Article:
"I’m speaking here as an atheist. I don’t believe there is a God, but I respect every religion deeply. All the great world religions contain a complex system of beliefs regarding the nature of the universe and human life that is far more profound than anything that liberalism has produced. We have a whole generation of young people who are clinging to politics and to politicized visions of sexuality for their belief system. They see nothing but politics, but politics is tiny. Politics applies only to society. There is a huge metaphysical realm out there that involves the eternal principles of life and death. The great tragic texts, including the plays of Aeschylus and Sophocles, no longer have the central status they once had in education, because we have steadily moved away from the heritage of western civilization.
"The real problem is a lack of knowledge of religion as well as a lack of respect for religion. I find it completely hypocritical for people in academe or the media to demand understanding of Muslim beliefs and yet be so derisive and dismissive of the devout Christian beliefs of Southern conservatives.
"But yes, the sneering is ridiculous! Exactly what are these people offering in place of religion? In my system, I offer art–and the whole history of spiritual commentary on the universe. There’s a tremendous body of nondenominational insight into human life that used to be called cosmic consciousness. It has to be remembered that my generation in college during the 1960s was suffused with Buddhism, which came from the 1950s beatniks. Hinduism was in the air from every direction–you had the Beatles and the Maharishi Mahesh Yogi, Ravi Shankar at Monterey, and there were sitars everywhere in rock music. So I really thought we were entering this great period of religious syncretism, where the religions of the world were going to merge. But all of a sudden, it disappeared! The Asian religions vanished–and I really feel sorry for young people growing up in this very shallow environment where they’re peppered with images from mass media at a particularly debased stage."
In Angsten’s (Night of the Furies, 2008, etc.) latest thriller, an American living in Italy searches for his brother and the sacred, much-desired lotus before a team of assassins can find them.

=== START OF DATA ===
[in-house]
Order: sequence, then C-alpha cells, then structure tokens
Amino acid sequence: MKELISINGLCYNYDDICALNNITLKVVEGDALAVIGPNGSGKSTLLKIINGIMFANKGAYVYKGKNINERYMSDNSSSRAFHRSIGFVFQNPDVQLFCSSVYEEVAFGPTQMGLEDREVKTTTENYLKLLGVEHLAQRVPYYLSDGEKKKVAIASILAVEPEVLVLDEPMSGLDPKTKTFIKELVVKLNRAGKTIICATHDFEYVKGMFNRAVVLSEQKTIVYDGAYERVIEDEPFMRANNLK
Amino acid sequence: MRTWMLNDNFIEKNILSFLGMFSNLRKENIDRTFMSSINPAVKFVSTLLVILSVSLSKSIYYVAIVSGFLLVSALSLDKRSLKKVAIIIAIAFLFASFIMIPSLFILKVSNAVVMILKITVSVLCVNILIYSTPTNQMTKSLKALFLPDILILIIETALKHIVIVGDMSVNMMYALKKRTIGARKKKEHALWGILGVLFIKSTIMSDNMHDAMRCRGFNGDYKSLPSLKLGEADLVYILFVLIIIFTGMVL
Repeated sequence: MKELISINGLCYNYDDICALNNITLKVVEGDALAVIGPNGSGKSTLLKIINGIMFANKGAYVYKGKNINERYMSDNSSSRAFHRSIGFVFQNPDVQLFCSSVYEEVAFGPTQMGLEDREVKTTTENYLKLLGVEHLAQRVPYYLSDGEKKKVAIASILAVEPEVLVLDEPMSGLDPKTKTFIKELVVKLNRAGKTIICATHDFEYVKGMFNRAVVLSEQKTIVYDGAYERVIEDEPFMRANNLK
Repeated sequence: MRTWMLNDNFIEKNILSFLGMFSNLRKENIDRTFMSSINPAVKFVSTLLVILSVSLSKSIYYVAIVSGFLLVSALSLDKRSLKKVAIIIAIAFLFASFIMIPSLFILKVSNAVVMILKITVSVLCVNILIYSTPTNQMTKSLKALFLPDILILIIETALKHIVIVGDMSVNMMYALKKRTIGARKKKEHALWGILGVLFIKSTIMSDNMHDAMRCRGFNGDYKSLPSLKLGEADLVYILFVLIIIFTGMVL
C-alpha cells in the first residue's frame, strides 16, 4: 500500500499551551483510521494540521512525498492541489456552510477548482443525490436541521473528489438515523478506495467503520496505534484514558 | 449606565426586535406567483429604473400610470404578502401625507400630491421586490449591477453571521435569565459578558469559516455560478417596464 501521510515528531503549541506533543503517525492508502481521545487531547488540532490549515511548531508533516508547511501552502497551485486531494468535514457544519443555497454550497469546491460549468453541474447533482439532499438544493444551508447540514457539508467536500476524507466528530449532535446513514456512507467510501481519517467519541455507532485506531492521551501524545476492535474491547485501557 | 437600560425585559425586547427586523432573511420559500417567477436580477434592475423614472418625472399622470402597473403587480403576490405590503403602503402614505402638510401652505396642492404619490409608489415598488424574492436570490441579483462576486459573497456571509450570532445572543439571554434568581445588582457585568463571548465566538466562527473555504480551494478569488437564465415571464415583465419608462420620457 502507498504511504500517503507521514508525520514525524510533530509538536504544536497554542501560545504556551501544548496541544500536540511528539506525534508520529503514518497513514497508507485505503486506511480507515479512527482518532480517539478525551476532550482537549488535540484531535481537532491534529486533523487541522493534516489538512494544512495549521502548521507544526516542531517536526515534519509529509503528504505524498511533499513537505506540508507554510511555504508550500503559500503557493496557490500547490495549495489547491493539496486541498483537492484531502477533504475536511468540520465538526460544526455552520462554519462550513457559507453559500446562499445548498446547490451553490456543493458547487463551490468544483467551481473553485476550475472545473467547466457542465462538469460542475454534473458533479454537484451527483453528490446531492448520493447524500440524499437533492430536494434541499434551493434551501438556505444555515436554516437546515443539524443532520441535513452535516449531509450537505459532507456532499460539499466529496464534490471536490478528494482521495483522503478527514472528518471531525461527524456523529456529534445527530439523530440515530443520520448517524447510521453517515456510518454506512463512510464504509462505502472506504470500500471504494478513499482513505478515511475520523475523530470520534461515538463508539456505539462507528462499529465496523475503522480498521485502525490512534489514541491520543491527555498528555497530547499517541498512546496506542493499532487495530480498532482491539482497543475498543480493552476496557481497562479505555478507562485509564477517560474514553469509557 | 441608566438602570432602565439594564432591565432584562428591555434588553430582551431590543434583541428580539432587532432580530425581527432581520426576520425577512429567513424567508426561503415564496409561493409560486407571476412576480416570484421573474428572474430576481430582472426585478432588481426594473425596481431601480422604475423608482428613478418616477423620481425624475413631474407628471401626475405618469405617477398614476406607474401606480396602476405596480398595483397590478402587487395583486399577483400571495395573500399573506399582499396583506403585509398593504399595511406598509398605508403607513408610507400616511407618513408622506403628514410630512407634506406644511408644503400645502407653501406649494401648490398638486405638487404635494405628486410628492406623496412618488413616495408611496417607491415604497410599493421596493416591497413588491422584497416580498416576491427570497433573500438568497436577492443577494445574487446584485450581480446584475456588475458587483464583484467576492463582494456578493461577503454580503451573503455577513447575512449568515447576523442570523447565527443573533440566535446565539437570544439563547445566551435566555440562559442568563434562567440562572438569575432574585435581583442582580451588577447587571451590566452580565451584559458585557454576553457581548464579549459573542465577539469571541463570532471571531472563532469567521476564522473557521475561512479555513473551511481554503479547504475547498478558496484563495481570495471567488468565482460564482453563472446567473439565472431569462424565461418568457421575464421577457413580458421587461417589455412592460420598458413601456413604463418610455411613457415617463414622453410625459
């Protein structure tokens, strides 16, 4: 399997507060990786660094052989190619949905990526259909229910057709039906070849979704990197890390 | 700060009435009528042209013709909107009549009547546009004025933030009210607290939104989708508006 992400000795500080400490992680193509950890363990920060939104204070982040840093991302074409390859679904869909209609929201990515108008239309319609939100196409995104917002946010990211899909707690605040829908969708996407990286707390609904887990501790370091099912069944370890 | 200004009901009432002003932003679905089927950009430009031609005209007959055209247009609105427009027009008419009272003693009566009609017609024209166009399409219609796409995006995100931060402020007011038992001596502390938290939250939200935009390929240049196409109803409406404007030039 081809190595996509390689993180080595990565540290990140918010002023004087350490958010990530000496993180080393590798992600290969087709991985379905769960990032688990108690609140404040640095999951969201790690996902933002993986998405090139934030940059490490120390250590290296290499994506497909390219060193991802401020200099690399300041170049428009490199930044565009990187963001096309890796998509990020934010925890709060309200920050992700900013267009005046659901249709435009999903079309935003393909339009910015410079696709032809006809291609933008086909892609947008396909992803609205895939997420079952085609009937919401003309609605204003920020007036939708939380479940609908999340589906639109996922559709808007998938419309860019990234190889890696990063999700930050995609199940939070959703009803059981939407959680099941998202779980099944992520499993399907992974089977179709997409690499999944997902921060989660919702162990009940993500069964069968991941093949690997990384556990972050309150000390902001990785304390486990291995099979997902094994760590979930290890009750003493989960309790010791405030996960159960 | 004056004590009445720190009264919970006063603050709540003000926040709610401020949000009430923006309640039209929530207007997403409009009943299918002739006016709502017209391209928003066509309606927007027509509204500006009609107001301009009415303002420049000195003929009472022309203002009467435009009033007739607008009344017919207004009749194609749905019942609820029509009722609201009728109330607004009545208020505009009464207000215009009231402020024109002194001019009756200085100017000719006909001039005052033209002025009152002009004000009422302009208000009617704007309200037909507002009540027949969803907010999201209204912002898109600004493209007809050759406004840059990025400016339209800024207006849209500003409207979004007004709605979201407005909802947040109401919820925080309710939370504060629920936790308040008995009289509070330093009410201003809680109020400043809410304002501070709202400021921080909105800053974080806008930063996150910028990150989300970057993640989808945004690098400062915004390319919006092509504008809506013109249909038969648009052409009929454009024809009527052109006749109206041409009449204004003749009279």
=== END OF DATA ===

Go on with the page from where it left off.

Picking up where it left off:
Jack Duran’s relatively quiet life as a tour guide in Rome takes a drastic turn when someone tries to kill him. A few someones, actually, who want to know about the lotus flower Jack’s paleoethnobotanist brother, Dan, sent him. Jack doesn’t know why several factions, including the U.S. Diplomatic Security Service, are interested in the lotus, but they’re sure he knows where Dan is. He doesn’t, but with a group of Iranian assassins on his tail, he decides to hunt for his brother, beginning in Turkmenistan. Jack and his brother’s girlfriend, Dutch archaeologist Phoebe Auerbach (with whom Jack was once infatuated), reconnect to track down Dan and the lotus—if they can stay alive long enough. Angsten certainly knows how to kick-start his story: Jack is on a date with mysterious Maya, unaware he’s being followed by at least two unknown parties. Angsten further establishes suspense right away with one assassin in particular, Vanitar, who blames Jack for his brother’s death and is fueled by vengeance. The book is rife with nail-biting tension, as when Jack must duck into an airport restroom before even getting out of Rome, before his and Phoebe’s search takes them inside a dark crypt. The action rarely stops. Jack (and eventually Phoebe) bounces all over Central Asia while traveling by plane, train, boat, and car. He’s also chased by professional killers, hotel security, and police in a variety of places, from a hospital to the desert. Love connections—between Jack and Phoebe as well as Dan and Phoebe—are teased, but Dan, his fate uncertain, isn’t around to ignite potential melodrama. On occasion, Angsten threatens to saturate the plot with detail—the purpose of the lotus, for example, is fairly simple and explained a bit too often—but these discussions among Jack and others are never tedious, since it’s only a matter of time before they’re back to evading murderous baddies.
Angsten hits all the genre highlights—action, suspense, mystery—in this worthwhile thriller.